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Before I get into my critique of the monotonous, silly and lamentably predictable THE TRAVELER (now out on DVD from Paramount Home Entertainment), I have to make a few comments about the film’s star, Val Kilmer. Or should I say SHALLOW VAL? I guess I haven’t seen the TOP GUN actor in a movie in a while, because the formerly fit and hale Kilmer is now a flabby and hefty fellow.
I thought Steven “STOUT FOR JUSTICE” Seagal had packed on the pounds, but Kilmer is giving him a run for the rotund money. He can be my buffalo wingman any time! I remember when Kilmer starred with a bulging Marlon Brando in the 1996 ISLAND OF DR. MOREAU remake, and seeing the paunchy performer now, I kept expecting Kilmer to put on white pancake makeup, change into a flowing robe and kerchief and start playing piano alongside his own mini-me… OK, enough with the jelly-belly jokes. It’s just hard seeing the man who essayed a lean Jim Morrison in tight-fitting jeans going L.A. WOMAN with the waistline. And while Kilmer has recently appeared in THE BAD LIEUTENANT: PORT OF CALL—NEW ORLEANS and will soon be seen in Francis Ford Coppola’s TWIXT NOW AND SUNRISE, he’s also slumming it in flicks like THE THAW and, now, THE TRAVELER.
Getting back to Steven Seagal for a second—he was the star of THE TRAVELER director Michael Oblowitz’s earlier OUT FOR A KILL and THE FOREIGNER, and it appears Kilmer raided the “HARD TO FILL” actor’s wardrobe in order to conceal his corpulence behind a dark, oversized overcoat. That’s what Kilmer is wearing when he shows up John-Doe-in-SE7EN-style at a police station during a dark and rainy night and announces, “I’m here to make a confession.” Heavy pause. “Murder.” (And, no, that “heavy” wasn’t another weight crack.)
Kilmer’s character then surrenders to the police, giving his name as “Nobody” and confessing that he’s slain six people. Detective Alexander Black (Dylan Neal)—whose little girl was abducted and killed a year before—and the other cops working the night shift are creeped out by this mysterious man, and when it turns out that Nobody doesn’t have fingerprints, they begin to wonder just who this fellow is. (My guess: Kilmer sucked the prints off his fingers while savoring some Colonel Sanders.) It’s impossible to go into the rest of THE TRAVELER’s story without giving away the so-called surprises, so all I’ll say is that strange and inexplicable things start occurring at the station, and the cops get knocked off one by one while Kilmer divulges his crimes.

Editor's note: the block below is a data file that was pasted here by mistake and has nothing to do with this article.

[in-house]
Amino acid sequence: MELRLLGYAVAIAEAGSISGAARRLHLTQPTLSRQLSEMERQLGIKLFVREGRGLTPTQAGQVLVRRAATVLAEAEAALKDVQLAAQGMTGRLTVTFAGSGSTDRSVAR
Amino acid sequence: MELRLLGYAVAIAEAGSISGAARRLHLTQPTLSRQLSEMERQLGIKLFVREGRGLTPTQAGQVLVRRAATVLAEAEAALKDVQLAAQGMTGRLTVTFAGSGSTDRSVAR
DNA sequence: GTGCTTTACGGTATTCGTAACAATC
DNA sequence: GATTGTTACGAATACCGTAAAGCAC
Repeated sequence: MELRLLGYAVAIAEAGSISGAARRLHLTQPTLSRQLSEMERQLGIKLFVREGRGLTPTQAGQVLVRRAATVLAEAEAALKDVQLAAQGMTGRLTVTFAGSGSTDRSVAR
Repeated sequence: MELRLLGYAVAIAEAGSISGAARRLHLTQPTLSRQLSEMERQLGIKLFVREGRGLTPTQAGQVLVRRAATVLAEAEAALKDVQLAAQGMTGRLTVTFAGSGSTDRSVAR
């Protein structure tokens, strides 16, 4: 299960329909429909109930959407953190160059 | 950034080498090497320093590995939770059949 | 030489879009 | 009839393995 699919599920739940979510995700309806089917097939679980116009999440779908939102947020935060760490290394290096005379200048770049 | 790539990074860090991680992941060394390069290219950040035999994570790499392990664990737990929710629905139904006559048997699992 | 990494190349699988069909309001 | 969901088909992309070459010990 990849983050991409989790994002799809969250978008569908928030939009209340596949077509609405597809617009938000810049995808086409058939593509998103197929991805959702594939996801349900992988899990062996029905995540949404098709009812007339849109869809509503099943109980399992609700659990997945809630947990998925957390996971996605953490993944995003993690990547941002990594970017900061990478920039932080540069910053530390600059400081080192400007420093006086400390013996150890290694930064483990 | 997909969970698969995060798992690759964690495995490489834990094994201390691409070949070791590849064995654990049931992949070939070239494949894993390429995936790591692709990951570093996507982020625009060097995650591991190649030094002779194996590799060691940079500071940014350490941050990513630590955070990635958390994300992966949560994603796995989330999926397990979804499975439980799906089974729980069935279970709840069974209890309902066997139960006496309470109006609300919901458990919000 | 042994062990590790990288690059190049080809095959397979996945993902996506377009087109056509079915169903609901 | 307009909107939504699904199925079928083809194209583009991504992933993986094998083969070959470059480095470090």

I just noted that I didn’t want to spoil THE TRAVELER’s twists, but I guess screenwriter Joseph C. Muscat didn’t mind, because his script suffers from “premature explication”—by that I mean all of the movie’s shocks are given away so early that you know exactly who Nobody is, what he’s up to and what’s going to happen over the next hour or so. But it isn’t as if THE TRAVELER’s surprises are bombshells—even if the movie didn’t so untimely spoil them, any horror fan worth their merit will figure out what’s happening by the 15-minute mark. This makes for a predictable and stale viewing experience as you watch redundant scene after scene of each cop being bumped off until the obvious and inevitable showdown between Black and Nobody. Add Kilmer’s uninspired and unmenacing performance, delivering “confessions” that basically amount to clichéd, laughable and corny preachifications on vengeance and sin that would make John Doe puke in disgust and disdain and even have the superficially sanctimonious Jigsaw shaking his head in disbelief. “Let he without sin cast the first stone” is about as inventive and insightful as this dumpy, didactic nutcase gets.
I could take a hell of a lot more potshots at this picture (especially the atrocious ending) if I spoiled THE TRAVELER’s storyline, but I think I’ve already taken enough cheap shot jabs and punches at Kilmer. Unfortunately, there are no special features on the DVD to discuss—perhaps he ate them all—and in fairness, I’m sure when I’m 51 I’ll be a BIGGEST LOSER candidate and look like a combination of Nick Nolte’s mug shot and Gary Busey. So my apologies. I guess THE TRAVELER did teach me one valuable lesson: I should’ve listened to Nobody. “Let he without flaws cast the first joke.” Damn it, and I had a RED PLANET humdinger I was just dying to tell…
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